In Haunted New Orleans the theorem works opposites and the supernatural easily becomes the natural. It is a city to be savored, like fine wine or a choice cut of meat, slowly, with relish and delight, and so strong is its hold that even the dead have a hard time leaving it behind.

With New Orleans graveyard, Haunted Houses, Buildings and battlefields. New Orleans is said to be haunted by the ghost of the world famous Voodoo Queen of New Orleans, Marie Laveau. Her spirit has been reported inside of the St. Louis Cemetery No. 1, walking between the tombs wearing a red and white seven knotted turban , and mumbling a New Orleans Santeria Voodoo curse to trespassers. Her Voodoo curse is loud and even heard by passerby’s on nearby Rampart Street. Locals say this has started in recent years for she is alarmed by the many vandals and state of the cemetery. Voudon Believers and Tourist and locals still come to her tomb every day and leave many, many Voodoo offerings (candles, flowers, the monkey and the cock statue, Mardi Gras beads, Gris Gris bags, Voodoo dolls and food in hopes of being blessed by her supernatural powers from beyond the grave. Many make a wish at her tomb marking three X’s. while others say they have her Ghost on film emerging undead from her tomb. They say her soul appears here as a shiny black Voodoo cat with read eyes. If you see it run!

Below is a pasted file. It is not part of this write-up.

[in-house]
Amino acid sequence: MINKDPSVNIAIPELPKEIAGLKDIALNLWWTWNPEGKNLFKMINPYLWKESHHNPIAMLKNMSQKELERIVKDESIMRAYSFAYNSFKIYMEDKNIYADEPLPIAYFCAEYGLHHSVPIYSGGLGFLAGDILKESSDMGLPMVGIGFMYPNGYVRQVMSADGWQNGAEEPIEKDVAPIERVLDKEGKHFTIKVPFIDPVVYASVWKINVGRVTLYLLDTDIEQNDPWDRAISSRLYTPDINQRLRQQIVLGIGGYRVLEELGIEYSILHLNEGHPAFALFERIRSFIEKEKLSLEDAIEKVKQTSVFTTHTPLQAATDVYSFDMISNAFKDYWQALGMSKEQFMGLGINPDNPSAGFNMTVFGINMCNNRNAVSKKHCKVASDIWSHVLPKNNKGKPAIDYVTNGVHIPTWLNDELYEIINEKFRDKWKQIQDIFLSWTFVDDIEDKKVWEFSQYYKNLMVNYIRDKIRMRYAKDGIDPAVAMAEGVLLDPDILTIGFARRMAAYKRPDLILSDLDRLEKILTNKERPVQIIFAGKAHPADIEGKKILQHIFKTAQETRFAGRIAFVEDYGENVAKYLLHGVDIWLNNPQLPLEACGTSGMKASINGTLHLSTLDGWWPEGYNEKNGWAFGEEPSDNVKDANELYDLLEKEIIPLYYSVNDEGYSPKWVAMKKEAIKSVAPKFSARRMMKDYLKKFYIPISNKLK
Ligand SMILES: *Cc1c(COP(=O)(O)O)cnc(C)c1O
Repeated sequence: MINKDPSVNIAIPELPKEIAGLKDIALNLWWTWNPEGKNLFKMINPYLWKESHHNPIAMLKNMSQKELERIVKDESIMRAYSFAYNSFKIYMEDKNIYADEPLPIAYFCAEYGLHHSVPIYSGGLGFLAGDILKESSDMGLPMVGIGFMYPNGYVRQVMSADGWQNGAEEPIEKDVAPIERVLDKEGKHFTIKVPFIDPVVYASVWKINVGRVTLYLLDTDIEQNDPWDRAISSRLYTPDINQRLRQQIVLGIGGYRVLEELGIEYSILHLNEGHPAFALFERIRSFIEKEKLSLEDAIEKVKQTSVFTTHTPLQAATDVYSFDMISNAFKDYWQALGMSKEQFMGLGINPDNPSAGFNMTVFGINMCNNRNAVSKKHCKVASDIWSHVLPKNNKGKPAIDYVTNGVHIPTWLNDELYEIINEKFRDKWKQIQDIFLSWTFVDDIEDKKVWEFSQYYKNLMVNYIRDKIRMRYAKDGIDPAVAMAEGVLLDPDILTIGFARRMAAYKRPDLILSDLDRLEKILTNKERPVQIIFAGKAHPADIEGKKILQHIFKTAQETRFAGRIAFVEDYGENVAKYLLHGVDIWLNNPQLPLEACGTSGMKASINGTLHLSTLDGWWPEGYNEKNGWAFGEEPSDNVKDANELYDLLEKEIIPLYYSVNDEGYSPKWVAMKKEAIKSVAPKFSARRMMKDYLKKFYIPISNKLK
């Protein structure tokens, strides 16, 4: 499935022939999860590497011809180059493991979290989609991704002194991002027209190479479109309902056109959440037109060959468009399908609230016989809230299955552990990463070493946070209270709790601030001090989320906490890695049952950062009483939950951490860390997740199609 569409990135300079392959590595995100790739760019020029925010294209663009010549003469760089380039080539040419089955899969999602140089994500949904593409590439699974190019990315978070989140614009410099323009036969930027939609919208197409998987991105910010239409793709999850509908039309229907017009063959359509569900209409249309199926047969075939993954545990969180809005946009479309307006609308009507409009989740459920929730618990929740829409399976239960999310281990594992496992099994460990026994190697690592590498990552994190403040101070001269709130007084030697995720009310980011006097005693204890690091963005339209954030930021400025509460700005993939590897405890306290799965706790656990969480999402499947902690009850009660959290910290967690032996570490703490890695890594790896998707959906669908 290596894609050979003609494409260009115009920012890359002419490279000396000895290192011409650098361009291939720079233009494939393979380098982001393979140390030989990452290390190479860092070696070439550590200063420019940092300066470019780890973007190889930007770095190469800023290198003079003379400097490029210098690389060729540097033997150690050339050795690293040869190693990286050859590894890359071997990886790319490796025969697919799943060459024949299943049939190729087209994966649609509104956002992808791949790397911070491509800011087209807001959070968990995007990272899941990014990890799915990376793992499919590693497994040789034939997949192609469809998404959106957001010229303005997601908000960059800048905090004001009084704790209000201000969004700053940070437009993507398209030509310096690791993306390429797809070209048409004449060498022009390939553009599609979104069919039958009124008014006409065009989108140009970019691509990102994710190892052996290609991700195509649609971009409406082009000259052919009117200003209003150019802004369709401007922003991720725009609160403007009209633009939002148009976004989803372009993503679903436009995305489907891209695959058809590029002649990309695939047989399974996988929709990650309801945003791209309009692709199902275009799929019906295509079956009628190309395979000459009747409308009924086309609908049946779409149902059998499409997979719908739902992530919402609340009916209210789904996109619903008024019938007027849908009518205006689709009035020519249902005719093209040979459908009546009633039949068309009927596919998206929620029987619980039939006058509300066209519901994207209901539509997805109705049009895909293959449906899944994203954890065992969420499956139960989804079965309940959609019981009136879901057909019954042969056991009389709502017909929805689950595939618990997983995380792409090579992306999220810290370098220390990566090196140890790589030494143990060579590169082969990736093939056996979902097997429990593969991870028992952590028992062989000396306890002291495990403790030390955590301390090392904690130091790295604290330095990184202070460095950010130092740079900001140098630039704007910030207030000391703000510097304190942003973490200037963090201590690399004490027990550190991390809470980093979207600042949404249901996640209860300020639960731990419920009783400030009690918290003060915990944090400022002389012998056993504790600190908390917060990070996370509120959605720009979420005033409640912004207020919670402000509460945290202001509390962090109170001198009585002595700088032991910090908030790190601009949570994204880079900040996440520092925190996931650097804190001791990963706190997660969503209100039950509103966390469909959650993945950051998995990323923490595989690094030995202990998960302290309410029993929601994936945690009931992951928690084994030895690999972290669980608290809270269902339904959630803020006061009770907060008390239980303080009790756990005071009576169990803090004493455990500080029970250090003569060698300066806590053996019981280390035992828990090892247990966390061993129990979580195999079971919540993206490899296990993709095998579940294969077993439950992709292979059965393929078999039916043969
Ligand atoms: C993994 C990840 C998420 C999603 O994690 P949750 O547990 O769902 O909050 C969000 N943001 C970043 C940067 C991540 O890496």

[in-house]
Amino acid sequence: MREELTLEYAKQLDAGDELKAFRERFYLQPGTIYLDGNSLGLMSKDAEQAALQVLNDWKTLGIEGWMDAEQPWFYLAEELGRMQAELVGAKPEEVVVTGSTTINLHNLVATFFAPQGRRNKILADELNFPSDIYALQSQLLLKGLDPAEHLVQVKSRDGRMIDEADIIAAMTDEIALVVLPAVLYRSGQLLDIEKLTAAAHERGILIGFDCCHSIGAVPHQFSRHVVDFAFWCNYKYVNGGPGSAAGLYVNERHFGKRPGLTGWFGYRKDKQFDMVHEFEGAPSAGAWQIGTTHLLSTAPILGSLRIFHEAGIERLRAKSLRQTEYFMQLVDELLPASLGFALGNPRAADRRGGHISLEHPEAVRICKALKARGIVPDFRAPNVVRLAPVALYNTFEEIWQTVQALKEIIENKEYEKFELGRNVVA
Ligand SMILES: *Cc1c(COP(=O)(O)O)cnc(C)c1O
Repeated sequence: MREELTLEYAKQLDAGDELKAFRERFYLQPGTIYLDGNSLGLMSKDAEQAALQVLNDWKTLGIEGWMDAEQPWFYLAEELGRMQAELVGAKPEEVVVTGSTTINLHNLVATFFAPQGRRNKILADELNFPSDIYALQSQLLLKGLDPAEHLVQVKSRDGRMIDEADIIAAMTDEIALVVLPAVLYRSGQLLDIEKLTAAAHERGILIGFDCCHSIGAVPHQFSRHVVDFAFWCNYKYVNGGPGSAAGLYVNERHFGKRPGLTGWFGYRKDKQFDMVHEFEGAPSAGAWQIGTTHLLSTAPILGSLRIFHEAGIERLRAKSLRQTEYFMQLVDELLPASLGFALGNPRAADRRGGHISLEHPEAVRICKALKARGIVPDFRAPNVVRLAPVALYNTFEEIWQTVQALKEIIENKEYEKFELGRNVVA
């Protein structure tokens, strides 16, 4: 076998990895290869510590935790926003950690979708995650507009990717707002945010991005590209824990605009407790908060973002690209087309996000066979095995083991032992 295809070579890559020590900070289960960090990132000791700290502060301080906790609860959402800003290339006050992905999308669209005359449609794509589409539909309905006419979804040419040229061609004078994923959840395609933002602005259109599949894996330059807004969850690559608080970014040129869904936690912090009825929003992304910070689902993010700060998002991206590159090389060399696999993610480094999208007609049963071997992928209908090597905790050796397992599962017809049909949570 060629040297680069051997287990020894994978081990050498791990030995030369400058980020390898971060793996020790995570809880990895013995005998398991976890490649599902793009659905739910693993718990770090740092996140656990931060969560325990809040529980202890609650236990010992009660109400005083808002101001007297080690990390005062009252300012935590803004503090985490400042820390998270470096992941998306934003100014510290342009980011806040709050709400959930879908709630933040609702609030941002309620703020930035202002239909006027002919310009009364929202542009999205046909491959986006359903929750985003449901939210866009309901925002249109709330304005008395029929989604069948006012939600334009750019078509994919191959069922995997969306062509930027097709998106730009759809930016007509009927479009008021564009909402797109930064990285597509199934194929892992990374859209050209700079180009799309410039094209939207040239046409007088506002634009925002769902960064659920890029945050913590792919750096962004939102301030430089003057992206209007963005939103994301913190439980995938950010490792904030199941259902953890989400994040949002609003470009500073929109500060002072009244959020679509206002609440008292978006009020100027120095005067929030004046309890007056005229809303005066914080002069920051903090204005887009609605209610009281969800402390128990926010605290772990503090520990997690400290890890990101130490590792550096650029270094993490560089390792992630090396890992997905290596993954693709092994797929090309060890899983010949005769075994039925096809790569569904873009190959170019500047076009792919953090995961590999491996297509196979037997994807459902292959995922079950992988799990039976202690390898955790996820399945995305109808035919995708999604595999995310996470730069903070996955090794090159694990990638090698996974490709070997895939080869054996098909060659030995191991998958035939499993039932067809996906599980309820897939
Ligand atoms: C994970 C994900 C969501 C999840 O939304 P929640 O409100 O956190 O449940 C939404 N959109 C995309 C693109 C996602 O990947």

Other well known ghost haunt New Orleans, as do haunted legends like that of the Laularie House. Delphine LaLaurie and her third husband, Leonard LaLaurie, took up residence in the house at 1140 Royal Street sometime in the 1830’s.

DELPHINE LALAURIES HOUSE OF HORROR MORE ON THE LALAURIE HOUSELalaurie Mansion New Stories About Madame Delphine Lalaurie’s Ghost And Her Real Haunted New Orleans Mansion

Madame Delphine LaLaurie Crucible of Horror on Royal Street

Paranormal Photos of the Lalaurie House